The Nevada law also allows truck platooning, where lines of computer-controlled trucks drive closely enough behind each other to take advantage of aerodynamic drafting, like cyclists in a bike race. For now, human drivers are required for each truck in a platoon. Neither autonomous trucks nor platooning are allowed on California public roadways.

For the electric semi market to grow, coast-to-coast charging and maintenance networks must be built to satisfy long-haul truckers, who often travel more than 600 miles a day.

"Will there be a charging station within 20 minutes when I've reached 10-hours-and-40 on my 11-hour day?" said Finn Murphy, professional truck driver and author of "The Long Haul." "I doubt it." (Federal law limits commercial trucker driving time to 11 hours a day.)

Cost Still a Factor

When he debuted the truck in November, Tesla CEO Elon Musk announced vague plans for a new "megacharger" network to fast-charge trucks, at a rate of 7 cents per kilowatt hour. How he could offer such a price is unclear. In California, electricity costs about 19 cents per kilowatt hour. In Nevada, it's about 12 cents. No U.S. state's average price runs below 10 cents.

Other Tesla claims await proof too. The "expected" cost of a 300-mile-range Tesla Semi is $150,000. The 500-miler is $180,000.

A typical price for a new diesel truck is $120,000. The main operating cost is the driver and the diesel fuel. Tesla claims a Tesla Semi owner could save $200,000 in net fuel costs over the vehicle's lifetime. Early buyers will be eager to test whether that's true.

Stock and industry analysts also wonder what the Tesla Semi payload will be. Truck battery packs weigh tons, far more than a diesel powertrain. But federal law says a fully loaded truck can't weigh more than 80,000 pounds. Tesla hasn't talked about freight capacity.

Competition's Heating Up

Because of the truck's design and the excitement that surrounds just about anything Musk does, the Tesla Semi has received plenty of buzz. But many competitors want what Tesla's after. They include Nikola, a Salt Lake City company building a fuel-cell electric version of a semi that is expected to hit the market around the same time as the Tesla truck. Everyone from Daimler to Volvo to diesel-engine maker Cummins is entering the field.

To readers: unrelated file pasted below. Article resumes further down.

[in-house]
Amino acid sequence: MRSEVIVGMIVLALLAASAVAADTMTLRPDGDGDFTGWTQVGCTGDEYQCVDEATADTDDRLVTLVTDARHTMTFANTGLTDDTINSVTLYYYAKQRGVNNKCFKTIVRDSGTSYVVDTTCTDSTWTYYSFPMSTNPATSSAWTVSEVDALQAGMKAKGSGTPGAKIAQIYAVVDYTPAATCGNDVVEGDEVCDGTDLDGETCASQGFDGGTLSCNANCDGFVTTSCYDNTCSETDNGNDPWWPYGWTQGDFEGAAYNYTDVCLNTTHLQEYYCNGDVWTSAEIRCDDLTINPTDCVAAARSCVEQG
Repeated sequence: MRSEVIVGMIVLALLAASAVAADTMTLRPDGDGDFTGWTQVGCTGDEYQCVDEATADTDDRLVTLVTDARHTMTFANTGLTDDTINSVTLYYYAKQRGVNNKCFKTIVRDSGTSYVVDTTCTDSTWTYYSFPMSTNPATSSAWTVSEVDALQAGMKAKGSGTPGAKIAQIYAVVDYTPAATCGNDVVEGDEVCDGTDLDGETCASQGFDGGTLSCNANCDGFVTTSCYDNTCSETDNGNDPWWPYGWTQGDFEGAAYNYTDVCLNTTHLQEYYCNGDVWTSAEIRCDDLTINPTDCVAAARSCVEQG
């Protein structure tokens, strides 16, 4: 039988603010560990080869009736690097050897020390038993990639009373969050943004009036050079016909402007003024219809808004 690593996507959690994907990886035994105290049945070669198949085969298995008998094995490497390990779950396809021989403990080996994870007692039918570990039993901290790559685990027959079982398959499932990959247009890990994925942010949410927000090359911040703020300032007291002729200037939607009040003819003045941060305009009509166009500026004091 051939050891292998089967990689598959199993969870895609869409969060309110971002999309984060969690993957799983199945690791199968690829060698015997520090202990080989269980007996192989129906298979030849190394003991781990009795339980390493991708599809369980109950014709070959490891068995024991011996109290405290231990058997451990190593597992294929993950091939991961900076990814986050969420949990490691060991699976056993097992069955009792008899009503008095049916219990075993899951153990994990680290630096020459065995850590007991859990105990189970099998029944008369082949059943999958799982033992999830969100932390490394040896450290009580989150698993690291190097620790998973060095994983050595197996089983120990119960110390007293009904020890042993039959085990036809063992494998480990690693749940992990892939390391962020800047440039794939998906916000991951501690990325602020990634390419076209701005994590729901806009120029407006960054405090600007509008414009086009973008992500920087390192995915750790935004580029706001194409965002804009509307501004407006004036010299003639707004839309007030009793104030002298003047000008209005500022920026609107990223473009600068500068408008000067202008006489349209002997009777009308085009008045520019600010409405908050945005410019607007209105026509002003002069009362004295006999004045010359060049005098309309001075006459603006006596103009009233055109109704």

Chinese company BYD is building electric trucks at its U.S. plant in Lancaster. There's even a Los Angeles start-up, Thor, run by two former Stanford grad students, attempting to build and sell an electric semi.

PepsiCo made clear the Tesla Semi is only one of several alternative energy vehicles it is experimenting with.

"The Tesla semi truck represents one part of our broader strategy, offering us a unique opportunity for us to explore electrification," the company said in an emailed statement. "Our PepsiCo vehicle fleet is currently comprised of several different fuel-efficient models, including electric vehicle box trucks, compressed natural gas tractors and advanced diesel technology from some of the leading manufacturers around the world."

Whether the Tesla Semi sees the light of day depends on how fast Musk can solve some production problems in the here and now. Musk has to untangle bottlenecks at the Gigafactory, which is key to his plans for the new Model 3 mass-market sedan but also to producing reliable truck batteries at a low cost.

As with everything at Tesla, the battery plan is a huge gamble.

"Tesla would not be where they are today if they hadn't gone all in" on electric cars, said Delphi's Gustanski. Whether it achieves another breakthrough in trucks provides yet one more chapter in Musk's unfolding story.

© 2018 Los Angeles Times under contract with NewsEdge/Acquire Media. All rights reserved.

Image credit: Elon Musk/Instagram.

May Interest You:

New cars come equipped with safety systems. But how about all the other cars that are more than a year old? No worries... There are plenty of car safety features that are available, affordably, for ALL cars, not just new ones.

See products that are available for YOUR car at: Make My Car Safe, the premium online seller of car safety products for ALL cars.


Tell Us What You Think
Comment:

Name:

Terry Lewis:
Posted: 2017-12-27 @ 7:17am PT
Good article about this important subject that could lower emissions and our dependency on fossil fuels.

Like Us on FacebookFollow Us on Twitter
MORE IN AUTOMOTIVE TECH

NETWORK SECURITY SPOTLIGHT
Over the past decade, hospitals have been busy upgrading their systems from paper to electronic health records. Unfortunately, spending so much on EHR may have left insufficient funds for security.
The British government officially blamed Russia for waging the so-called NotPetya cyberattack that infected computers across Ukraine before spreading to systems in the U.S. and beyond.
SCI-TECH TODAY
NEWSFACTOR NETWORK SITES
NEWSFACTOR SERVICES
© Copyright 2018 NewsFactor Network. All rights reserved. Member of Accuserve Ad Network.